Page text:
LL. D. Revised and Improved Edition. 12mo. Boston: Gould & Lincoln. 1865.
DR. WAYLAND has a well earned reputation as a successful educator, and author of text-books. Without any unusual power of independent investigation, he had a practical sense of truth, and a popular ability to give it utterance, which impart to his works a high value. He pervades his writings with the purest Christian spirit, in which some of more philosophical genius than he, might well imitate him. This book on Moral Science is too well known to need much remark. The author has enlarged and improved it, making some changes in the previous subject matter. It was about the last literary labor which he performed, and contains his ripest views on the vitally important topics which it discusses. Its position, as an ethical authority, at least on some points, was sharply enough defined by its expulsion, several years ago, from the colleges and schools of the South. Perhaps it will be popular there yet, in the good time coming. 18.—The Knightly Soldier: A Biography of Major Henry Ward
Camp, Tenth Conn. Vols. By Chaplain H. CLAY TRUMBULL. Portrait and Plates. Boston: Nichols & Noyes. 1865.
This is one of those graphic, simple and tender memorials of the war, that a graceful writer has prepared of an intimate friend. College, camp, and prison life is sketched with vigor, and the noble qualities of the Knightly Soldier and practical Christian are well set forth for the imitation of the reader. We are constantly discovering how much real nobleness, scholarship, social grace and piety ennobled our army and sanctified the struggle. This is one of the brightest and best volumes of our already extensive library of the war. 19.–The Oil Regions of Pennsylvania: Showing where Petroleum
is found; how it is obtained ; and at what cost. With hints for whom it may concern.
By William WRIGHT. 12mo. New York: Harper & Brothers. 1865. [Boston: A. Williams & Co.]
The new editions of the history of human gullibility will have some rich chapters to add to the South Sea and Morus Multicaulis sells, out of these oil-wells which have proved so slippery a speculation to not a few recent unfortunates. An honest man seems here to have
written an honest book about this last wonder in the market. He went on foot over this modern Greece, noted its topography, asked innumerable questions of the wise and foolish, compared his notes, cast up results, weighed and measured the whole, and gives it to whom it may concern in this very intelligible and matter of fact vol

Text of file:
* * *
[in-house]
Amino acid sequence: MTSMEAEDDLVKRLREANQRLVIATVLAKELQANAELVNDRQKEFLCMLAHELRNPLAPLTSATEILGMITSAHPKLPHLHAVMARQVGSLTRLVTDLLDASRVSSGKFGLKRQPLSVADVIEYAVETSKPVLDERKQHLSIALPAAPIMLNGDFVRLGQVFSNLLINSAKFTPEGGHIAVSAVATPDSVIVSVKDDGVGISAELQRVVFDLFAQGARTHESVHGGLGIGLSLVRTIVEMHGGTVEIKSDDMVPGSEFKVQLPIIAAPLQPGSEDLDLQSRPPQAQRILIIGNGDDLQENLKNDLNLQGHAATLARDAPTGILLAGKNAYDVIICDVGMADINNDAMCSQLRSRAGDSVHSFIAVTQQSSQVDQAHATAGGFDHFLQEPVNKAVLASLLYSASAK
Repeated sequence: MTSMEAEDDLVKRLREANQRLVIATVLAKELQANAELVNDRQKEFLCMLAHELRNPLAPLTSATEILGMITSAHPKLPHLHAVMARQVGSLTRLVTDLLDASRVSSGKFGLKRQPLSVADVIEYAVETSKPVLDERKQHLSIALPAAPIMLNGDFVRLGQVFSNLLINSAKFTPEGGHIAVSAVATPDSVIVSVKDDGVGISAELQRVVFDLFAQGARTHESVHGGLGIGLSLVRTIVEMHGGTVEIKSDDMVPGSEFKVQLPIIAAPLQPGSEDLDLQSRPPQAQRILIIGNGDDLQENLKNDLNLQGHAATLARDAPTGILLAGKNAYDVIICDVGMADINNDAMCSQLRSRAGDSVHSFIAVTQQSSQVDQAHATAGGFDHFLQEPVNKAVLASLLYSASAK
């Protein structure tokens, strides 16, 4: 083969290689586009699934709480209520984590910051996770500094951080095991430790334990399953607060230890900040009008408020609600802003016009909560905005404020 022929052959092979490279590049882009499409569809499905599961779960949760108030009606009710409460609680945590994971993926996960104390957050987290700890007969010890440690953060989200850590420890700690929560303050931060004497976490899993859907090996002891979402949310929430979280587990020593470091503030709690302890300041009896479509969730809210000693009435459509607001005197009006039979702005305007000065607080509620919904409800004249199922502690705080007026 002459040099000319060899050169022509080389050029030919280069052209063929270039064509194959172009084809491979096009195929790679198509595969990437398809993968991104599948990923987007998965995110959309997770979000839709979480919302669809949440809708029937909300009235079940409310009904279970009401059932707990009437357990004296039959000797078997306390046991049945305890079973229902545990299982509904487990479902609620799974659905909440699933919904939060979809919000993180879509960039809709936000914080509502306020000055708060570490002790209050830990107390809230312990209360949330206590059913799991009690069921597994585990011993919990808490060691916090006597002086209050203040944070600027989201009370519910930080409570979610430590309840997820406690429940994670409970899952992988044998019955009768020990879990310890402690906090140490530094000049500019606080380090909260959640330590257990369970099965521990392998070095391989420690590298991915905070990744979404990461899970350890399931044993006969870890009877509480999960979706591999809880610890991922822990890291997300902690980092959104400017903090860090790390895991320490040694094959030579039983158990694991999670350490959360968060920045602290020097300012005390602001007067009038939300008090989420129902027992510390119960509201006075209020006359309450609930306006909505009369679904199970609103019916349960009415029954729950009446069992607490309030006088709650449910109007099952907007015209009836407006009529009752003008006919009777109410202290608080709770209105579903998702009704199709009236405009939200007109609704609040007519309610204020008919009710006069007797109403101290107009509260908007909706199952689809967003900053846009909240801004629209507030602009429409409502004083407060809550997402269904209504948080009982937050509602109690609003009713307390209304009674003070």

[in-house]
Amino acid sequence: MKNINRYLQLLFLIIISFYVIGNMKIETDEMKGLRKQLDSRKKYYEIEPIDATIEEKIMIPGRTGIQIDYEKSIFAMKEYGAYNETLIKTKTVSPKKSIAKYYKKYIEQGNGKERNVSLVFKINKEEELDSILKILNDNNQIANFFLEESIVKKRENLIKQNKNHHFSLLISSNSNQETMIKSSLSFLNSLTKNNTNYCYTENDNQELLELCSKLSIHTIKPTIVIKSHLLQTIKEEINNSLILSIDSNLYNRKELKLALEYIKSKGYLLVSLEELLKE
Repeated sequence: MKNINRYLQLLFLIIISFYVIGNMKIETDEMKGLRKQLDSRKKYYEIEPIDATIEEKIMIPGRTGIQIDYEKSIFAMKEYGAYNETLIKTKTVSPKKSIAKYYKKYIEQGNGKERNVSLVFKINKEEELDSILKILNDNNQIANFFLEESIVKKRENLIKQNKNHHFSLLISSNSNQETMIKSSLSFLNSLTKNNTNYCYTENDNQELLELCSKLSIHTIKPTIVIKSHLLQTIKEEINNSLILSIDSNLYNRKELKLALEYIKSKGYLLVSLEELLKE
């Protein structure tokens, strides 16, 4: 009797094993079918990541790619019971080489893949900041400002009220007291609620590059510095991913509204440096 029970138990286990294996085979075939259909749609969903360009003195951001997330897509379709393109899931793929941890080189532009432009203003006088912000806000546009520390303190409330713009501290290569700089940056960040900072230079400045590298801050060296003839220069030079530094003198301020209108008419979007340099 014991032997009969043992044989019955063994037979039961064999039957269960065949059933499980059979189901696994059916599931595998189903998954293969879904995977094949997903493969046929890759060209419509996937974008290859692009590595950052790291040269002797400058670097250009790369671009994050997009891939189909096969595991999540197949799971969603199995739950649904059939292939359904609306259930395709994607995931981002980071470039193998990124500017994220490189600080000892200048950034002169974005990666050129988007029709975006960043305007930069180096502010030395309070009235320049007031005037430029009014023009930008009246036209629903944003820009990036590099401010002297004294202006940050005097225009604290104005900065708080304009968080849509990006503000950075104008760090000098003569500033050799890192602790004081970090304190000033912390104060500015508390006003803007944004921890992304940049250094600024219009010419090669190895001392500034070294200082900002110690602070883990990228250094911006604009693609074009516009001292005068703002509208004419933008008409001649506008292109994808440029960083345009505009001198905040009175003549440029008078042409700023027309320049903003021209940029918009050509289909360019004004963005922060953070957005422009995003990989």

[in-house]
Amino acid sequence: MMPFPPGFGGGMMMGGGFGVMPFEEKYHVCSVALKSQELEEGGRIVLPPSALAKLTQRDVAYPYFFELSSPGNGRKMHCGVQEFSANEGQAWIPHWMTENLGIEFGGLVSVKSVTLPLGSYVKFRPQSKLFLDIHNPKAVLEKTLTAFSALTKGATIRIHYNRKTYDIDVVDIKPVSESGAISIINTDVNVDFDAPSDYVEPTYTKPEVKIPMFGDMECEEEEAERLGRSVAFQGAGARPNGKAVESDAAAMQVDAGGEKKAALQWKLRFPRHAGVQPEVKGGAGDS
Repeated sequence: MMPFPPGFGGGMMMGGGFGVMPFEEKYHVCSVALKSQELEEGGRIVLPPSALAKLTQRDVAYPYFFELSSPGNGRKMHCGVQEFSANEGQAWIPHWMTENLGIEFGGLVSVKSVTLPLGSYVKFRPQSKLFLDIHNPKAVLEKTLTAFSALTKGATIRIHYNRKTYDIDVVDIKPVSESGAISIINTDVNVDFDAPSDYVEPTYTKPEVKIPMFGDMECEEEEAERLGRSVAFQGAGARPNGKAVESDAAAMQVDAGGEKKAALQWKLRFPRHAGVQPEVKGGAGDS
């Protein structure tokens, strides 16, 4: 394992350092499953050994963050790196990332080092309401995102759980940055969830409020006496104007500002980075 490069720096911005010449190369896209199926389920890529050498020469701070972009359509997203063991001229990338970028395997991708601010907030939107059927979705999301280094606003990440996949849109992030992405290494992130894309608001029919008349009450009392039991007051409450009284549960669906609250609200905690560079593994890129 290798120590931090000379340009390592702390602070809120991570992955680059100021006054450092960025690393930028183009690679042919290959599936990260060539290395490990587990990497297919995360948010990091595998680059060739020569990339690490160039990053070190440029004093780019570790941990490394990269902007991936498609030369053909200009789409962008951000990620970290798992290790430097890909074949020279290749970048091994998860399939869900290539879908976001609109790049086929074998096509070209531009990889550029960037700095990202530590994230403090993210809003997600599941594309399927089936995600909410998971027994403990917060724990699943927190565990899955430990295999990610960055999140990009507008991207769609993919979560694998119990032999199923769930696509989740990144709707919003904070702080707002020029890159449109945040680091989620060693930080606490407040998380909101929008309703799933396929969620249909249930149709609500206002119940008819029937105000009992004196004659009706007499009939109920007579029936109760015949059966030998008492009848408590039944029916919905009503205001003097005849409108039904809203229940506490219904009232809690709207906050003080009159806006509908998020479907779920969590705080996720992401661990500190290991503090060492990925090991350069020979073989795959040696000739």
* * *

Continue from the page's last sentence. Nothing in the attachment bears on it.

If the Atlantic Cable deserves a historian, certainly Petrolia should have its scribe. We reach the conclusion that there is a good deal in this new opening for money-getting. Of course, some thousands of over hasty adventurers had to be ruined in the process of experimenting with this business. But when the fever shall be over which has obviously passed its climax, a mine of wealth will remain to be worked which will be a permanent source of revenue and untold value, like the coal measures of our Middle States. Mr. Wright's book is full of interest, scientific, economic and personal. He describes the country, the people, the young towns, the well-sinking and working processes, the triumphs, the failures, the modus operandi of the whole matter, with spirit and good sense, lubricating his narrative and statistics with the inevitable facetiousness of such pioneering life. The work is a valuable contribution to useful and entertaining knowledge. 20.—Descriptive Catalogue of the Presbyterian Board of Publication.
Philadelphia. 821 Chestnut St. 1865.
In this 16mo volume of 432 pages, we have the titles of several thousand books, which have passed the inspection and received the sanction of this well known publishing establishment. They are of all sizes, from heavy octavos like Calvin's Institutes to the small Sabbath school book. While the wants of ministers have not been forgotten, the volumes adapted to family reading fill many pages of this Catalogue. Soundness of religious sentiments and a careful attenion to all matters of taste have characterized the issues of this Board, so far as we have examined them. Yet this has not been arrived at by any sacrifice of literary vivacity. A vast amount of admirable reading has been presented thus to the public in neat style and at very reasonable prices. We think our Sabbath schools would find it to their advantage to consult this list of juvenile works in filling their shelves. 21.-MISCELLANEOUS.
Sabbath Psalter. A Selection of Psalms for Public and Family Worship. Compiled by Rev. Henry I. Fox, A. M. New York: Carlton & Porter. 1865.
This work was prepared at the suggestion of ministers in the Methodist Episcopal Church, who wished to have the people partici